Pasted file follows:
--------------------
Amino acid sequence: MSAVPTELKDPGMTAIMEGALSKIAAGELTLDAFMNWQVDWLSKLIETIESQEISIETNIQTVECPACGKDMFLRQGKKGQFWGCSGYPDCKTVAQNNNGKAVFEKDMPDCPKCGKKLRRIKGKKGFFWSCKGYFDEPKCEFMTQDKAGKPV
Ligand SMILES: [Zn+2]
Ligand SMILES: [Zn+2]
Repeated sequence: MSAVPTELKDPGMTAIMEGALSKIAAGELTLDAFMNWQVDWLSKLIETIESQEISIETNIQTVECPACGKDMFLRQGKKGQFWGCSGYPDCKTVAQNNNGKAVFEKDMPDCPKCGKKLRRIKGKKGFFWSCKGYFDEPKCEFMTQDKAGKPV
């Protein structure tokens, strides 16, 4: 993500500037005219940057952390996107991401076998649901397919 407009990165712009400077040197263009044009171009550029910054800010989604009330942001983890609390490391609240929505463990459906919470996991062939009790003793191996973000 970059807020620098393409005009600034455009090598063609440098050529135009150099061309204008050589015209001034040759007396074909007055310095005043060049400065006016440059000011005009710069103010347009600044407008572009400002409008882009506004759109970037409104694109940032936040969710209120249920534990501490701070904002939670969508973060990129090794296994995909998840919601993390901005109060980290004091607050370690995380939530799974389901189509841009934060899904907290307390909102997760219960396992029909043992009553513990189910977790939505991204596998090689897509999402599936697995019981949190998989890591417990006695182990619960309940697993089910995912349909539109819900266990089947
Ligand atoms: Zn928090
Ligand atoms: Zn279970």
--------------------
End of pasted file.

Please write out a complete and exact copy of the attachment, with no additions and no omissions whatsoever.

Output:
Amino acid sequence: MSAVPTELKDPGMTAIMEGALSKIAAGELTLDAFMNWQVDWLSKLIETIESQEISIETNIQTVECPACGKDMFLRQGKKGQFWGCSGYPDCKTVAQNNNGKAVFEKDMPDCPKCGKKLRRIKGKKGFFWSCKGYFDEPKCEFMTQDKAGKPV
Ligand SMILES: [Zn+2]
Ligand SMILES: [Zn+2]
Repeated sequence: MSAVPTELKDPGMTAIMEGALSKIAAGELTLDAFMNWQVDWLSKLIETIESQEISIETNIQTVECPACGKDMFLRQGKKGQFWGCSGYPDCKTVAQNNNGKAVFEKDMPDCPKCGKKLRRIKGKKGFFWSCKGYFDEPKCEFMTQDKAGKPV
């Protein structure tokens, strides 16, 4: 993500500037005219940057952390996107991401076998649901397919 407009990165712009400077040197263009044009171009550029910054800010989604009330942001983890609390490391609240929505463990459906919470996991062939009790003793191996973000 970059807020620098393409005009600034455009090598063609440098050529135009150099061309204008050589015209001034040759007396074909007055310095005043060049400065006016440059000011005009710069103010347009600044407008572009400002409008882009506004759109970037409104694109940032936040969710209120249920534990501490701070904002939670969508973060990129090794296994995909998840919601993390901005109060980290004091607050370690995380939530799974389901189509841009934060899904907290307390909102997760219960396992029909043992009553513990189910977790939505991204596998090689897509999402599936697995019981949190998989890591417990006695182990619960309940697993089910995912349909539109819900266990089947
Ligand atoms: Zn928090
Ligand atoms: Zn279970």